http://everythingforever.com/einstein.htm

I am going to answer part of this question on why Einstein never made any conclusion or claim about past present and future existing simultaneously based on link provided in the details of this question (This is going to be TL-DR).
 
What Einstein once said for a dear friend after he died is that"Now Besso has departed from this strange world a little ahead of me. That means nothing. People like us, who believe in physics, know that the distinction between past, present and future is only a stubbornly persistent illusion." 
 
Besso left this world on 15 March 1955; Einstein followed him on 18 April 1955.
 
"the distinction between the past, present and future is only a stubbornly persistent illusion"
 
This statement has been interpreted in many different ways and gave rise to many a different hypotheses and theories, many of which are often reinforced and validated by Einstein's views and quotes made at different points in his lifetime.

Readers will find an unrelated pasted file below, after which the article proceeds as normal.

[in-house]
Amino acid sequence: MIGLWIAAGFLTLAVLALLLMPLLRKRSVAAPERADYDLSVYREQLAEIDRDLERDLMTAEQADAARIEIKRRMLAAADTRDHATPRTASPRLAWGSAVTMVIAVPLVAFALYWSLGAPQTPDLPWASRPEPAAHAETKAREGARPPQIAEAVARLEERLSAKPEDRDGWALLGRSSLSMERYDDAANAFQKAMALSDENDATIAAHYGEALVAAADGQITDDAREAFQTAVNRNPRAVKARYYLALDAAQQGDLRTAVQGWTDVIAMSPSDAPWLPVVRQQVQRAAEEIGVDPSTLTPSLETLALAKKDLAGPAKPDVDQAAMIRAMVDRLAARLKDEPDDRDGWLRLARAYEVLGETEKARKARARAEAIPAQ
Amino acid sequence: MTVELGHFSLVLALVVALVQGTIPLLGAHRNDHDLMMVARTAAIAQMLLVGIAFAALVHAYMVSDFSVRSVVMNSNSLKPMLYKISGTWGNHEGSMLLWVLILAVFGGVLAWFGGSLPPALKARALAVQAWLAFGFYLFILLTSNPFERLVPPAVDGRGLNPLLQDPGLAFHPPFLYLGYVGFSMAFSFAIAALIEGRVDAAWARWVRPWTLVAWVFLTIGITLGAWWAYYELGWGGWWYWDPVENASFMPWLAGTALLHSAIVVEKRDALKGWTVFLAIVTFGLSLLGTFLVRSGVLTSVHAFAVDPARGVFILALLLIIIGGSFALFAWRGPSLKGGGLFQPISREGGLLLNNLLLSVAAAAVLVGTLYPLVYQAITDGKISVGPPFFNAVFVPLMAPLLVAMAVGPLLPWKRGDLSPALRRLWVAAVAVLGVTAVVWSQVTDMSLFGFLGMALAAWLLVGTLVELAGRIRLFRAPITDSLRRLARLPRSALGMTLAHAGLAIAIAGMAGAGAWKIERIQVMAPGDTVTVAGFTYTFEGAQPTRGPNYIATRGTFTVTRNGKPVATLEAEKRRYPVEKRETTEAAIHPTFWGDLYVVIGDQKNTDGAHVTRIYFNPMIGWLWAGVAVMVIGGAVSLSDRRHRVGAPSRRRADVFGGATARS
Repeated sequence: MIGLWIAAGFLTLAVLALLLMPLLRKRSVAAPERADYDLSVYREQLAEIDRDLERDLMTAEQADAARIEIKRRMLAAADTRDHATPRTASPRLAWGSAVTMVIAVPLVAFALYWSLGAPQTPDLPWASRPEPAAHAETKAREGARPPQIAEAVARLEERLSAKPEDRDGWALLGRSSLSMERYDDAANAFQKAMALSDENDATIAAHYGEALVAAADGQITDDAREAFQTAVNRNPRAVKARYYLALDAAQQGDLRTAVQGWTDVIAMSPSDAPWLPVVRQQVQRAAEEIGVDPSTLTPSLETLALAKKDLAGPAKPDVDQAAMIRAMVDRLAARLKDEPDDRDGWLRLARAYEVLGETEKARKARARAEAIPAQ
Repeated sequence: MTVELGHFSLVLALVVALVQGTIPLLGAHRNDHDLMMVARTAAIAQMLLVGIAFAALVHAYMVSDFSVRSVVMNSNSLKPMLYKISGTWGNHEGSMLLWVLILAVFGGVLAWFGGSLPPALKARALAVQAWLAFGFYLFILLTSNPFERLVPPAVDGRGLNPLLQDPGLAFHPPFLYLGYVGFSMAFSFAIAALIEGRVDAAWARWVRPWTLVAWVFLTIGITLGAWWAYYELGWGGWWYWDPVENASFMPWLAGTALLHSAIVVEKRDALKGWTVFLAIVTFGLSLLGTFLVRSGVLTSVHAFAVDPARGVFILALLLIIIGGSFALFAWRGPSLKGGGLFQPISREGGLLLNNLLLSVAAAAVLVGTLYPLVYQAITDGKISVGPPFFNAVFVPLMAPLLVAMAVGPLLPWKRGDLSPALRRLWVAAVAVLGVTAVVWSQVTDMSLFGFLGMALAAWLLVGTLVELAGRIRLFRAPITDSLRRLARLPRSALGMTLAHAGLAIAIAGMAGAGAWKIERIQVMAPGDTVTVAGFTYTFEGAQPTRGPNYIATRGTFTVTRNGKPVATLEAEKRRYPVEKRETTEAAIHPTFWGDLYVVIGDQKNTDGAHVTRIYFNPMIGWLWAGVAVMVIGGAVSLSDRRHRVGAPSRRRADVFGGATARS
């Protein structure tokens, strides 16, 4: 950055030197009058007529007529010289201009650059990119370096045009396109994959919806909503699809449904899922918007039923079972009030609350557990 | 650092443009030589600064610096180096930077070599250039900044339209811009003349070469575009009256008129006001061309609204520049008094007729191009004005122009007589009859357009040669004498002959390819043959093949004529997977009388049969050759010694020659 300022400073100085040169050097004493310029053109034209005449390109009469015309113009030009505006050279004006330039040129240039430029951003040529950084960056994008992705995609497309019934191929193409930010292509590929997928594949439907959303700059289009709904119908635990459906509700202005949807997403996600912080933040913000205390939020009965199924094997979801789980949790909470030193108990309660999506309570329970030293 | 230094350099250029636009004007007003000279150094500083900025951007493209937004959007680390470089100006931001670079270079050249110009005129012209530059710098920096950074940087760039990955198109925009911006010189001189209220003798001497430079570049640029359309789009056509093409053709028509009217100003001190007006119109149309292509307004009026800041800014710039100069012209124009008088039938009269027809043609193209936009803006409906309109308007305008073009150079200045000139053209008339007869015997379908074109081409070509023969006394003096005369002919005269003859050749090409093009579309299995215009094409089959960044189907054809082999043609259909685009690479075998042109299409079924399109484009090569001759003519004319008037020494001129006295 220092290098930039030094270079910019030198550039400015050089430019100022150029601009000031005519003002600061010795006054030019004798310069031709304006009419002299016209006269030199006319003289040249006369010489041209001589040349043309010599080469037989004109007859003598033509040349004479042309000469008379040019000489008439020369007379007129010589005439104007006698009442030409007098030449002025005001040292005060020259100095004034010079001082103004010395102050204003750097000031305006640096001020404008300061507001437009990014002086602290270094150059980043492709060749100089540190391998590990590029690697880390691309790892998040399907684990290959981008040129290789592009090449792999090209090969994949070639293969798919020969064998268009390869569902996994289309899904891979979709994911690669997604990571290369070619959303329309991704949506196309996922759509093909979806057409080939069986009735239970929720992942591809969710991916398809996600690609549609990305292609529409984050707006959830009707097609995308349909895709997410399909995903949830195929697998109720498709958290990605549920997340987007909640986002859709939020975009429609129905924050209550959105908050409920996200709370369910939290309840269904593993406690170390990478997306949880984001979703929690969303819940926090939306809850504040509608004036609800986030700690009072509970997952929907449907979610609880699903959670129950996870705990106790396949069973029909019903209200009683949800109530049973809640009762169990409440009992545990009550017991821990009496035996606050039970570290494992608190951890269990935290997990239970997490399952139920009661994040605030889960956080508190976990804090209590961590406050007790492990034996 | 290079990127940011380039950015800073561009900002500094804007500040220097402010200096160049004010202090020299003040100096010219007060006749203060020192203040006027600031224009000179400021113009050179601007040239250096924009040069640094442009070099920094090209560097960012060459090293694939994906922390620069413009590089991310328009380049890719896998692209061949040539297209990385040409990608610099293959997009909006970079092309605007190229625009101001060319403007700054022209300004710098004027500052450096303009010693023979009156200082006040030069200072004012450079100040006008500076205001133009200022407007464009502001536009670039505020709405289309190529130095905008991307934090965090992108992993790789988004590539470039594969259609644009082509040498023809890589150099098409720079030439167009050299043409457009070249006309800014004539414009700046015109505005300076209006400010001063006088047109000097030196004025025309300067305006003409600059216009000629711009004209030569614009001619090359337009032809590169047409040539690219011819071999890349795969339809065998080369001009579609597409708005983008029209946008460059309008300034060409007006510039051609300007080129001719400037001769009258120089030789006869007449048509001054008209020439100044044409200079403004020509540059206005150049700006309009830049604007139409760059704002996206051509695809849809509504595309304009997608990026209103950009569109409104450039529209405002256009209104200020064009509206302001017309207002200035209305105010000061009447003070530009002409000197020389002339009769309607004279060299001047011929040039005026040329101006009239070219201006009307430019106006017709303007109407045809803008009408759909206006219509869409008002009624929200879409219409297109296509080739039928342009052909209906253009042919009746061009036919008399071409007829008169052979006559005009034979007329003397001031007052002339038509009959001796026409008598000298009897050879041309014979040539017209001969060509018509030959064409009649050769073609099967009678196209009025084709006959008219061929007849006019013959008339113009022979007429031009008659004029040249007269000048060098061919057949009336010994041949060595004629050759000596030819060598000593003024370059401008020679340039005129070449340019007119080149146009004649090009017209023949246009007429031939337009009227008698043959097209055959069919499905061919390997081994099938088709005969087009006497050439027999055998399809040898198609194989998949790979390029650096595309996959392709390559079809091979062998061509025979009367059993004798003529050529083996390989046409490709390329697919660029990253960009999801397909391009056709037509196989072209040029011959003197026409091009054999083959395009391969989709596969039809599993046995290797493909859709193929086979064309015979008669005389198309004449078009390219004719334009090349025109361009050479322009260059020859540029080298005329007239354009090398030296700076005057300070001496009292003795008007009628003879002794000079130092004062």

The conclusion of 'past present and future existing simultaneously' (whatever that may mean to the reader) is simply a hypothetical interpretation of certain scientific concepts and has its roots in the philosophical concept of Eternalism.
 
One such concept is referred to as the "block time" or "block universe" theory, due to its description of space-time as an unchanging four-dimensional "block", as opposed to the view of the world as a three-dimensional space modulated by the passage of time. What it says is the past and future do not exist and are only concepts used to describe the real, isolated, and changing present. What it also means is that future events are "already there", and that there is no objective flow of time. The theory is said to have its roots in McTaggart's B-Theory of time first published in 1908 (3 years after the first paper on Relativity).

https://www.quora.com/Why-did-Einstein-Feynman-and-Hawking-all-conclude-that-the-past-present-and-future-all-exist-simultaneously